Ant-Trump, Pro-Migrant Protests Held In Several US Cities

Protesters gather at the Arizona state Capitol to urge members of the Electoral College to cast their votes for anyone other than President-elect Donald Trump on Sunday, Dec. 18, 2016, in Phoenix. (Photo: Ben Moffat/The Arizona Republic via AP)

Protesters gather at the Arizona state Capitol to urge members of the Electoral College to cast their votes for anyone other than President-elect Donald Trump on Sunday, Dec. 18, 2016, in Phoenix. (Photo: Ben Moffat/The Arizona Republic via AP)

To denounce U.S. President-elect Donald Trump’s anti-immigrant stance, thousands of people staged protests in several U.S. cities this Sunday, the same day the world celebrated International Migrants Day.

Across Washington, D.C., New York, Los Angeles and Denver, protesters reflecting various nationalities and social movements rallied in solidarity with the large immigrant population in the country that Trump has repeatedly attacked and denigrated. In an interview with 60 Minutes last month, Trump pledged to deport approximately 2 to 3 million undocumented immigrants after taking office on Jan. 20.

Demonstrators, who included influential anti-Trump activists such as liberal filmmaker Michael Moore, called for acts of civil disobedience to put a stop to Trump’s unrelenting hate and bigotry. Speaking with MSNBC, Moore said the answer was more “protesting, obstructing, disrupting.”

“Listen, we’re hours away now from the Electoral College coming together on Monday. This needs protest, this needs people’s voices,” Moore had said, according to Press TV.

Moore’s comments echo what other prominent figures have said, such as Virginia Senator Bernie Sanders, who has called for and organized and well-strategized massive mobilizations against Trump. In Seattle, renowned socialist councilmember Kshama Sawant was also recently arrested at an anti-Trump rally for inviting people to create a “wall of mass resistance” in order to block Trump’s cancerous rhetoric, specifically by staging protests during his inauguration.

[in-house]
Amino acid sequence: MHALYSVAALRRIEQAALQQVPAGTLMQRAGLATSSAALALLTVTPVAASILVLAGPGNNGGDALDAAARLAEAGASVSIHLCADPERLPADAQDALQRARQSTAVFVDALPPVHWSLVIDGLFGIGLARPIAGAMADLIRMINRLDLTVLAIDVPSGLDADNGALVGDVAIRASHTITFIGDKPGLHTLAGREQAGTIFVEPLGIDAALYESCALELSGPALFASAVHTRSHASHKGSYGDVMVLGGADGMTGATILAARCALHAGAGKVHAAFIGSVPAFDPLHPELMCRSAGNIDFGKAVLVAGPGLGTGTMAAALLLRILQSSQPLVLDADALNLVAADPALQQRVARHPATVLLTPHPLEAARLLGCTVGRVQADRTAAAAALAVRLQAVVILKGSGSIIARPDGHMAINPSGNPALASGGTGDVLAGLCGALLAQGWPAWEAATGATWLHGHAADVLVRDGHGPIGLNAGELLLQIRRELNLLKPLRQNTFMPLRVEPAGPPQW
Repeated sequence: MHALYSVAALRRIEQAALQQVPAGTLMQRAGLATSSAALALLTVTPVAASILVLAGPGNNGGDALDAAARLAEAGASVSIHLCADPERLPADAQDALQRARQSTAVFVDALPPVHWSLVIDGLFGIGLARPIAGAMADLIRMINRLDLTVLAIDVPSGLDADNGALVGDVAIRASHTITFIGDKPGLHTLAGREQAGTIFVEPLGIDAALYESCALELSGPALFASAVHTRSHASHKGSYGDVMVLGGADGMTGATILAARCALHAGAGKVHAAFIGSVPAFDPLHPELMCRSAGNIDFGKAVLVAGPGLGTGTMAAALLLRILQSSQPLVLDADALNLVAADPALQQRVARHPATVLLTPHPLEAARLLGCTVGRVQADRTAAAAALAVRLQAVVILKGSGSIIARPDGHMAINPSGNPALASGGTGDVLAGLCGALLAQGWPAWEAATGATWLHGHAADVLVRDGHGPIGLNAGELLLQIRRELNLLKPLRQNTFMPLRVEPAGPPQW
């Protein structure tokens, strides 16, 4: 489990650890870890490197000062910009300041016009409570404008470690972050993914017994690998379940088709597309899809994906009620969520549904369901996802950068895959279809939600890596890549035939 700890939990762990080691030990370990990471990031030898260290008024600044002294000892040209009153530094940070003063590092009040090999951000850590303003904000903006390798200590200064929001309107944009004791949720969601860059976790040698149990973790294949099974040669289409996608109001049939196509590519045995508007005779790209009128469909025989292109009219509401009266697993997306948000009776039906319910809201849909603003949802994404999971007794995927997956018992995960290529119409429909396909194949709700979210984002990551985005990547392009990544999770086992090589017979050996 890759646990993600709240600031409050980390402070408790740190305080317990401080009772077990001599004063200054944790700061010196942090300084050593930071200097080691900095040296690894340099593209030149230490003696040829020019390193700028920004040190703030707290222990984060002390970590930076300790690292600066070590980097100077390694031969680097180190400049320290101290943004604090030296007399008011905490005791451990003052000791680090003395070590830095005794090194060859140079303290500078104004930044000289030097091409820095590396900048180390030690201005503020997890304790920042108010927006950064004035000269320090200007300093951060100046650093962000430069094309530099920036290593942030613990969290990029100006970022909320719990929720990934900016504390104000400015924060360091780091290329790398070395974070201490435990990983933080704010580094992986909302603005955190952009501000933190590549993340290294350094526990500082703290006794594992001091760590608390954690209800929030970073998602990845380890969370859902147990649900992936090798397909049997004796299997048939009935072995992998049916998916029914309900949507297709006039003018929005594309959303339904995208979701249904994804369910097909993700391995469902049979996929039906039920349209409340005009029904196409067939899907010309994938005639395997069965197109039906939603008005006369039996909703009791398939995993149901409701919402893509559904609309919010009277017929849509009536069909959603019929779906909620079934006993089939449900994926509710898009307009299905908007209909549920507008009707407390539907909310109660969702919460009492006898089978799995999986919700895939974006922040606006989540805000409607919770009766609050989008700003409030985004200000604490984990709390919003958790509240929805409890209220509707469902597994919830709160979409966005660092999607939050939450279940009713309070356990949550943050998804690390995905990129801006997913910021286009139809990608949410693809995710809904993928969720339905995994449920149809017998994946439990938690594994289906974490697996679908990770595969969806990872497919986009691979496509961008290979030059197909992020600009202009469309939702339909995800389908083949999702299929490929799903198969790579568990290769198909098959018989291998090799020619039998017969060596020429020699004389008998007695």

“We must bring together millions of progressive workers and young people to build a wall of mass resistance against Trump,” Sawant wrote in CounterPunch in November. “And to defend immigrants, women, Muslims, LGBTQ people and all others targeted by his presidency.”

The decision to elect a president does not ultimately belong to the people via the popular vote. According to the U.S. Constitution, voters elect members of the Electoral College, who then elect the president. A majority of 270 votes are required to be elected.

This means that despite losing to Democratic nominee Hillary Clinton by over 3 million ballots in the popular vote on the Nov. 8 election, Trump still won the state-by-state contest for the Electoral College.

The New York Immigration Coalition organized a rally that saw hundreds of people, including elected officials, march towards Trump Tower to let him and the Electoral College know they continue to oppose his looming presidency.

“It’s important because even though he is elected, we want to show not everyone is on board,” Hansol Lee, a South Korean immigrant, said, according to AM New York.

In Los Angeles, more than 2000 people came out.

“I want to tell Mr. Trump that we are immigrants, we help this economy grow, we don’t want nothing for free,” Los Angeles marcher Horalia Jauregui told CBC News.

All protests were reportedly peaceful.


© teleSUR

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